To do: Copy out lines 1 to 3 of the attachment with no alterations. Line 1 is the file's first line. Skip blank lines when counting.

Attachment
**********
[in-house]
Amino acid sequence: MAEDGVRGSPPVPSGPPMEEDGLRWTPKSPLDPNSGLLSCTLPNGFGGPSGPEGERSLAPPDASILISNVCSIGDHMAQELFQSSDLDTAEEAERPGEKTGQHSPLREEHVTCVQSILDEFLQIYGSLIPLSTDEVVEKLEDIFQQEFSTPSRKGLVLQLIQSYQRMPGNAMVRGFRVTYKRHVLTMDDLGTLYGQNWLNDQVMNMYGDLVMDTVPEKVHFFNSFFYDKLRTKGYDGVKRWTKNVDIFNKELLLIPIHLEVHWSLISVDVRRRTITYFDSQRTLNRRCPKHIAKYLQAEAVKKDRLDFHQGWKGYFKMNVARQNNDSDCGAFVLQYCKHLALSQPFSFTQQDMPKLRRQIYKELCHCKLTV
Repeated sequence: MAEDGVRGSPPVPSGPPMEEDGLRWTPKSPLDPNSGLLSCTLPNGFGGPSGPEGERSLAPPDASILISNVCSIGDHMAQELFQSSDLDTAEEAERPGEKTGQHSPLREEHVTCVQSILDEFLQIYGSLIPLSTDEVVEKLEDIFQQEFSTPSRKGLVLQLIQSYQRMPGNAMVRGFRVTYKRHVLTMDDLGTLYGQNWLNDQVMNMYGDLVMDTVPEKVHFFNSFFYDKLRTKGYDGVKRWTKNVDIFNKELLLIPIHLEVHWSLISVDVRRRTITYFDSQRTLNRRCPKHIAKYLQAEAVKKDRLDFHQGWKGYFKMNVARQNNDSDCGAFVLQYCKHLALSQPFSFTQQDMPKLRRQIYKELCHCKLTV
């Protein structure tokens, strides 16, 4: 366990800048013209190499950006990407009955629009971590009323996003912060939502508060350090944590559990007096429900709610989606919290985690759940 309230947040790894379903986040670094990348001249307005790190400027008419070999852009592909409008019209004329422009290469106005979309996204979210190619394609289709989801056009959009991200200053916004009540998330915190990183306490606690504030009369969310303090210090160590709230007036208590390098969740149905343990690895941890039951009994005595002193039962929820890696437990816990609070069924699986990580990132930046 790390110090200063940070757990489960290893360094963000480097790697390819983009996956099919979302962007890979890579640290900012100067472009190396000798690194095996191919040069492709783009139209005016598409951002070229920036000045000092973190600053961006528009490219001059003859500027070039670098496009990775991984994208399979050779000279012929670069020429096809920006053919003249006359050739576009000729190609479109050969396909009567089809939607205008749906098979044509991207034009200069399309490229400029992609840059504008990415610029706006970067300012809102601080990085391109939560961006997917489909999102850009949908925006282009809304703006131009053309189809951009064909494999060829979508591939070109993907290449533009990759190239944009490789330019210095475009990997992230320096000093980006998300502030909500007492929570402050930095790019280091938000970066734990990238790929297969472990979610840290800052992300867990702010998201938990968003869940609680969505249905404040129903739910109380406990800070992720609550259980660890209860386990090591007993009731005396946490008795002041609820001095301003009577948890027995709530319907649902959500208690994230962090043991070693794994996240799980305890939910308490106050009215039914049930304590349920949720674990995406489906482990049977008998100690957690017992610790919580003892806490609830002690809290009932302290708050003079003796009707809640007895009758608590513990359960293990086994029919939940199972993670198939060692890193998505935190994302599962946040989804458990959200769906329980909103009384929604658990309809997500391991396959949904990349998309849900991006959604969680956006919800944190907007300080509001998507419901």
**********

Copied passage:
[in-house]
Amino acid sequence: MAEDGVRGSPPVPSGPPMEEDGLRWTPKSPLDPNSGLLSCTLPNGFGGPSGPEGERSLAPPDASILISNVCSIGDHMAQELFQSSDLDTAEEAERPGEKTGQHSPLREEHVTCVQSILDEFLQIYGSLIPLSTDEVVEKLEDIFQQEFSTPSRKGLVLQLIQSYQRMPGNAMVRGFRVTYKRHVLTMDDLGTLYGQNWLNDQVMNMYGDLVMDTVPEKVHFFNSFFYDKLRTKGYDGVKRWTKNVDIFNKELLLIPIHLEVHWSLISVDVRRRTITYFDSQRTLNRRCPKHIAKYLQAEAVKKDRLDFHQGWKGYFKMNVARQNNDSDCGAFVLQYCKHLALSQPFSFTQQDMPKLRRQIYKELCHCKLTV
Repeated sequence: MAEDGVRGSPPVPSGPPMEEDGLRWTPKSPLDPNSGLLSCTLPNGFGGPSGPEGERSLAPPDASILISNVCSIGDHMAQELFQSSDLDTAEEAERPGEKTGQHSPLREEHVTCVQSILDEFLQIYGSLIPLSTDEVVEKLEDIFQQEFSTPSRKGLVLQLIQSYQRMPGNAMVRGFRVTYKRHVLTMDDLGTLYGQNWLNDQVMNMYGDLVMDTVPEKVHFFNSFFYDKLRTKGYDGVKRWTKNVDIFNKELLLIPIHLEVHWSLISVDVRRRTITYFDSQRTLNRRCPKHIAKYLQAEAVKKDRLDFHQGWKGYFKMNVARQNNDSDCGAFVLQYCKHLALSQPFSFTQQDMPKLRRQIYKELCHCKLTV